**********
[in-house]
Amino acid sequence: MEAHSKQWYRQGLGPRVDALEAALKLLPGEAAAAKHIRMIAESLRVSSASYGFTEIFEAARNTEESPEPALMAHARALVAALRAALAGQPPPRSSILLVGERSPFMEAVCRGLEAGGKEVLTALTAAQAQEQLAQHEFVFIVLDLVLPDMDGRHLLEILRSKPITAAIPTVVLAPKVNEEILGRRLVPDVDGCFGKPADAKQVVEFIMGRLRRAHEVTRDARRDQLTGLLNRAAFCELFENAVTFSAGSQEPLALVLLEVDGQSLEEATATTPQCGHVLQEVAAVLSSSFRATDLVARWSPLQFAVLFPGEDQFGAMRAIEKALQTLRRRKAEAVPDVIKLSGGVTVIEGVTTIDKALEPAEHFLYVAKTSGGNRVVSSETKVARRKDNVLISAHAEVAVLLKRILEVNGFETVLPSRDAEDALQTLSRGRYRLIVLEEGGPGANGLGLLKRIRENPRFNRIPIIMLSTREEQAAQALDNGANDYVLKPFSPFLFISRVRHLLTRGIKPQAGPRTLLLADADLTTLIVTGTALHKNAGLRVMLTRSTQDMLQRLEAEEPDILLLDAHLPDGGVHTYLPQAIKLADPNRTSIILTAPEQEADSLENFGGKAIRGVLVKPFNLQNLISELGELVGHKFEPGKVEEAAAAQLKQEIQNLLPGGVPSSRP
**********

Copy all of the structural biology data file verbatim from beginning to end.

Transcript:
[in-house]
Amino acid sequence: MEAHSKQWYRQGLGPRVDALEAALKLLPGEAAAAKHIRMIAESLRVSSASYGFTEIFEAARNTEESPEPALMAHARALVAALRAALAGQPPPRSSILLVGERSPFMEAVCRGLEAGGKEVLTALTAAQAQEQLAQHEFVFIVLDLVLPDMDGRHLLEILRSKPITAAIPTVVLAPKVNEEILGRRLVPDVDGCFGKPADAKQVVEFIMGRLRRAHEVTRDARRDQLTGLLNRAAFCELFENAVTFSAGSQEPLALVLLEVDGQSLEEATATTPQCGHVLQEVAAVLSSSFRATDLVARWSPLQFAVLFPGEDQFGAMRAIEKALQTLRRRKAEAVPDVIKLSGGVTVIEGVTTIDKALEPAEHFLYVAKTSGGNRVVSSETKVARRKDNVLISAHAEVAVLLKRILEVNGFETVLPSRDAEDALQTLSRGRYRLIVLEEGGPGANGLGLLKRIRENPRFNRIPIIMLSTREEQAAQALDNGANDYVLKPFSPFLFISRVRHLLTRGIKPQAGPRTLLLADADLTTLIVTGTALHKNAGLRVMLTRSTQDMLQRLEAEEPDILLLDAHLPDGGVHTYLPQAIKLADPNRTSIILTAPEQEADSLENFGGKAIRGVLVKPFNLQNLISELGELVGHKFEPGKVEEAAAAQLKQEIQNLLPGGVPSSRP